That being said, my love for gigs has not come without it’s challenges.
At my very first gig (Paramore’s Brand New Eyes tour, 2009), I suffered both a meltdown AND a shutdown! The crowd made me very unsettled and uncomfortable moshing during Paramore’s opening number, so I spent the remainder of the concert on the sidelines crying and alone! 😛 We subsequently almost missed our bus home, the stress from which brought on a shutdown.
Certainly a memorable and eventful night! 😛
Indeed, concerts can be overwhelming for both neurotypical and neurodiverse alike, but that does not mean that a concert can’t be an enjoyable experience. It’s all about finding what works for you 🙂
Here are my tips for finding comfort at a concert:
Outdoor vs indoor venues: This is one that I’m learning the hard way. Outdoor gigs, whilst a little easier on the ears than indoor venues, can be a real mixed bag in terms of enjoyment. Crowds are bigger, snagging a good vantage point can be tricky and security have far less control over crowd behaviour. I spent much of my last gig being kicked in the back by a girl sitting on her boyfriends shoulders. Take my advice- choose indoor gigs for your favourite artists.
Choose seating– After my first “pit” experience, I have made a point of always choosing to pay a few euros more for a decent seat in large arenas. This way you avoid strangers touching you, claustrophobia, tall people, reduce exposure to potentially unpleasant odours (outdoor gigs are a real pain if you hate smoking as I do) and prevent being unexpectedly hit by stray “balloons”, flying glasses of beer and, on one random occasion, black nail varnish! Don’t you just miss the emo kids of the mid noughties? 😛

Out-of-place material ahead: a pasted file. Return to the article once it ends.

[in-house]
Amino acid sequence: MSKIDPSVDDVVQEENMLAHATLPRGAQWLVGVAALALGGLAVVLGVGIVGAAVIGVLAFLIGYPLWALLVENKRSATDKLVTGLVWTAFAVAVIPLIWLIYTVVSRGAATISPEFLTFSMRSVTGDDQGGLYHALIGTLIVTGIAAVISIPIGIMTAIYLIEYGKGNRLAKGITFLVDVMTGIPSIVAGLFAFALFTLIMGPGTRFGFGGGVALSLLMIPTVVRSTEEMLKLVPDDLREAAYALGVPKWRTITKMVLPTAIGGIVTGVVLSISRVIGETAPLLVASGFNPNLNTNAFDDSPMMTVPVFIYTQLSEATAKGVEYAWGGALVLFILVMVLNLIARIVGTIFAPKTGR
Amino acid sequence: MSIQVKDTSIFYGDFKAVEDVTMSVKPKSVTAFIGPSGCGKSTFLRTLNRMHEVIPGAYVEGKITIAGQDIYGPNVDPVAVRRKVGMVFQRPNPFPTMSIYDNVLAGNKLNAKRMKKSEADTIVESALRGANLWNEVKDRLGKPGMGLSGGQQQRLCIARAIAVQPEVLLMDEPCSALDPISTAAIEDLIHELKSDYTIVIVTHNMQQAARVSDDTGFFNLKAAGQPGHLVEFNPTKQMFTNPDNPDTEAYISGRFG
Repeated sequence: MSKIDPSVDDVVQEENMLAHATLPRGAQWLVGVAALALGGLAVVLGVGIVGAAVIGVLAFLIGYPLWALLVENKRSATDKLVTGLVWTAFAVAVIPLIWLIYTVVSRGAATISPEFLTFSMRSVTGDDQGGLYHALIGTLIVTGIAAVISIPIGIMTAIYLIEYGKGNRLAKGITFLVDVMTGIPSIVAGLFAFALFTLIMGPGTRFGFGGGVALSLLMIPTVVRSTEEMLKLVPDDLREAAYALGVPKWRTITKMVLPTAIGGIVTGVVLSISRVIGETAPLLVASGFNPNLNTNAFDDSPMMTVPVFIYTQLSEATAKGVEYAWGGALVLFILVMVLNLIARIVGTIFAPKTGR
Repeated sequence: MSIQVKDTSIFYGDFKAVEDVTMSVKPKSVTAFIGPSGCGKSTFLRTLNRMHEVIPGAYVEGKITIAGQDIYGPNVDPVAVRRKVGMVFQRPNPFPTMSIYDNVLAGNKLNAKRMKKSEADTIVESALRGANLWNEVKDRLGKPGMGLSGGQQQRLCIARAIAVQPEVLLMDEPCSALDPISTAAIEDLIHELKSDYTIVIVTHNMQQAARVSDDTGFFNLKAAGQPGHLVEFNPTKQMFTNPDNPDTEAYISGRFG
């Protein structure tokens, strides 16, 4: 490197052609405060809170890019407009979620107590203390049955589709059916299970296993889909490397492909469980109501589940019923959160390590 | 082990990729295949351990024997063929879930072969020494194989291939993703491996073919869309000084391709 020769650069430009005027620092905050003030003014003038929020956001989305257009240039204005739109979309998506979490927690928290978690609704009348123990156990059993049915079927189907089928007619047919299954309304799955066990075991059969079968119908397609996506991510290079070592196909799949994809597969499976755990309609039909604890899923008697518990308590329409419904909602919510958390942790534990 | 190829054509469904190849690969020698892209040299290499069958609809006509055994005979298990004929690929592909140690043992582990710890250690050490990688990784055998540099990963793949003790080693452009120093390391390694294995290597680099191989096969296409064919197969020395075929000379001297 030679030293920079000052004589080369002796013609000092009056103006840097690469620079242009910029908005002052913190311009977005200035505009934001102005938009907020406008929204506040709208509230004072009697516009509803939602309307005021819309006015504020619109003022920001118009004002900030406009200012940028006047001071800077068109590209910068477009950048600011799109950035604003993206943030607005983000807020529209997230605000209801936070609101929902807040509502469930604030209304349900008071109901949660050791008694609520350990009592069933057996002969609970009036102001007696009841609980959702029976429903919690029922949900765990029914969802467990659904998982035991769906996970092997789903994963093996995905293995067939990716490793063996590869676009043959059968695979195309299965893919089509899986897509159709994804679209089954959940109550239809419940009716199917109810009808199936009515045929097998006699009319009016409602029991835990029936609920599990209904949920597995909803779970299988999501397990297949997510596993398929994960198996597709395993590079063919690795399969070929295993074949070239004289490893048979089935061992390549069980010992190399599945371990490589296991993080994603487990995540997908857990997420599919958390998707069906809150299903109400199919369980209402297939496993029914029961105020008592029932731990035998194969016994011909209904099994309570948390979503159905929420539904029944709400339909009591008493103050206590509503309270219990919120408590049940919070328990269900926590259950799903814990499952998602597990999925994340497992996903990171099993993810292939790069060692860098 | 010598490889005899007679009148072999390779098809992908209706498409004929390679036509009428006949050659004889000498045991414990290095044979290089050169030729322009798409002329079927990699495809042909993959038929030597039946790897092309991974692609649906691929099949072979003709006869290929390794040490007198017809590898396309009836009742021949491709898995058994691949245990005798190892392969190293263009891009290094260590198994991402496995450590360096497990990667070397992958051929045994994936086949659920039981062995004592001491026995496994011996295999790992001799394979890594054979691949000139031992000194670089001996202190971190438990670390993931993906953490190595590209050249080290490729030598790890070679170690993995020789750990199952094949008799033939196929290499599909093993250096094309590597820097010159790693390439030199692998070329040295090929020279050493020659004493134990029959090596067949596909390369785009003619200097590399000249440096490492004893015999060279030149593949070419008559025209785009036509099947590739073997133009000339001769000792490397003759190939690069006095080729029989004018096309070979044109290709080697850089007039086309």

Alternatively, if you’d rather be closer to the action, smaller venues (< 2000 capacity) generally offer more comfortable standing experiences. Crowds are spaced out more and are better behaved with security always close at hand 🙂
Sunglasses-Not as crazy as it sounds I promise! Sunglasses are my best friend as they really help to take the edge off bright lights. I’ve even been known to wear them on a night out in the club on occasion! Don’t worry about what other people think- it’ll be dark and everyone will be too focused on the stage to notice 🙂
Earplugs– This one may seem a little bit counter productive, but lot’s of people do it. Loud music is part and parcel when it comes to gigs, but sometimes the noise can be a little excessive. Take my most recent concert just last week. I was standing in front of a girl who insisted upon screaming every 5 seconds for 2 and a half hours- not like your average fangirl, but a murder victim (the kind of piercing scream that makes you jump every time you hear it)! Quite frankly, she’s lucky she wasn’t my murder victim! 😜😂 I was rather envious of a nearby concertgoer for having had the sense to bring a pair!
So there we have it, my top tips for managing autism at a gig!
As I always say, you should never allow an autism diagnosis to hold you back- if you can’t climb the mountain, there’s always a way around it 🙂